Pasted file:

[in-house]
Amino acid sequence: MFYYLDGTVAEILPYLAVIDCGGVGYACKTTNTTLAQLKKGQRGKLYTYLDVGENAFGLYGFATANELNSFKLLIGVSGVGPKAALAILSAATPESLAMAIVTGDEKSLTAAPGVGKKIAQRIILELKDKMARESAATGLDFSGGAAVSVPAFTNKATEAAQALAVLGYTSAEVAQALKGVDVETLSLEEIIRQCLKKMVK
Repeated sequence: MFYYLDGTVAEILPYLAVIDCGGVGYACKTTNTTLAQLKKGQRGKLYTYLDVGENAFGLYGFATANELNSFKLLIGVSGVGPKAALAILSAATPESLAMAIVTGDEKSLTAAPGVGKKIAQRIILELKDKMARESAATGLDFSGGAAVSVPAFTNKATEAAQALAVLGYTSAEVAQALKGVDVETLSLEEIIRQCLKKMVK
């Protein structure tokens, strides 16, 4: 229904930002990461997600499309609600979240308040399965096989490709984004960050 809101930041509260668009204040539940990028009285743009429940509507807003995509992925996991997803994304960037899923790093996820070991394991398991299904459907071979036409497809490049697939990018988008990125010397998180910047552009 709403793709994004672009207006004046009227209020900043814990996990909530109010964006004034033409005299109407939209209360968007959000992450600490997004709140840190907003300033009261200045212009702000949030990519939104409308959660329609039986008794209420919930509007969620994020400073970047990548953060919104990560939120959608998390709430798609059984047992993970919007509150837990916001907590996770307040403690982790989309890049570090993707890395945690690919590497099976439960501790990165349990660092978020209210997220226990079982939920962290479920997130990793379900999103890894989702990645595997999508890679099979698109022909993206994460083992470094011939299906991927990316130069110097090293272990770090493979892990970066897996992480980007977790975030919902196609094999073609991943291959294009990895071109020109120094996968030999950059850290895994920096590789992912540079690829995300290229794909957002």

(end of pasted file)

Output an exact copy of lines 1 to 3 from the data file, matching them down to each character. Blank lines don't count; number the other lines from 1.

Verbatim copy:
[in-house]
Amino acid sequence: MFYYLDGTVAEILPYLAVIDCGGVGYACKTTNTTLAQLKKGQRGKLYTYLDVGENAFGLYGFATANELNSFKLLIGVSGVGPKAALAILSAATPESLAMAIVTGDEKSLTAAPGVGKKIAQRIILELKDKMARESAATGLDFSGGAAVSVPAFTNKATEAAQALAVLGYTSAEVAQALKGVDVETLSLEEIIRQCLKKMVK
Repeated sequence: MFYYLDGTVAEILPYLAVIDCGGVGYACKTTNTTLAQLKKGQRGKLYTYLDVGENAFGLYGFATANELNSFKLLIGVSGVGPKAALAILSAATPESLAMAIVTGDEKSLTAAPGVGKKIAQRIILELKDKMARESAATGLDFSGGAAVSVPAFTNKATEAAQALAVLGYTSAEVAQALKGVDVETLSLEEIIRQCLKKMVK